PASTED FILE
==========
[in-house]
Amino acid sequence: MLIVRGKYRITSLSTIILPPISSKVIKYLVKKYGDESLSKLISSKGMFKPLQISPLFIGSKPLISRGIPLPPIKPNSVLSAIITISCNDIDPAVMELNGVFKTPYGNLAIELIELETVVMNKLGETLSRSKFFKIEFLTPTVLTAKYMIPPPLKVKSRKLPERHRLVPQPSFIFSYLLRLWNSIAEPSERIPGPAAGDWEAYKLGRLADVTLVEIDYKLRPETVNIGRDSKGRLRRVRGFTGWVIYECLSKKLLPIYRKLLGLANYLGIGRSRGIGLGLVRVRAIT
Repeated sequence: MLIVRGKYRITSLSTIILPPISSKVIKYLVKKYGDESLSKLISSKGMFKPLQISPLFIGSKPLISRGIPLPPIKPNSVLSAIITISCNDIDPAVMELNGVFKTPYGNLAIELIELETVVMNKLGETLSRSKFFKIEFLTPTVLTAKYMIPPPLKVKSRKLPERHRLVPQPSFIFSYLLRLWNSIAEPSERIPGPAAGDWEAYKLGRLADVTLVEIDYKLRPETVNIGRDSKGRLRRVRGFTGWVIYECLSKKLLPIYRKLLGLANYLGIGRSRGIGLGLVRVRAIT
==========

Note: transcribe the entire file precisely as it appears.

[in-house]
Amino acid sequence: MLIVRGKYRITSLSTIILPPISSKVIKYLVKKYGDESLSKLISSKGMFKPLQISPLFIGSKPLISRGIPLPPIKPNSVLSAIITISCNDIDPAVMELNGVFKTPYGNLAIELIELETVVMNKLGETLSRSKFFKIEFLTPTVLTAKYMIPPPLKVKSRKLPERHRLVPQPSFIFSYLLRLWNSIAEPSERIPGPAAGDWEAYKLGRLADVTLVEIDYKLRPETVNIGRDSKGRLRRVRGFTGWVIYECLSKKLLPIYRKLLGLANYLGIGRSRGIGLGLVRVRAIT
Repeated sequence: MLIVRGKYRITSLSTIILPPISSKVIKYLVKKYGDESLSKLISSKGMFKPLQISPLFIGSKPLISRGIPLPPIKPNSVLSAIITISCNDIDPAVMELNGVFKTPYGNLAIELIELETVVMNKLGETLSRSKFFKIEFLTPTVLTAKYMIPPPLKVKSRKLPERHRLVPQPSFIFSYLLRLWNSIAEPSERIPGPAAGDWEAYKLGRLADVTLVEIDYKLRPETVNIGRDSKGRLRRVRGFTGWVIYECLSKKLLPIYRKLLGLANYLGIGRSRGIGLGLVRVRAIT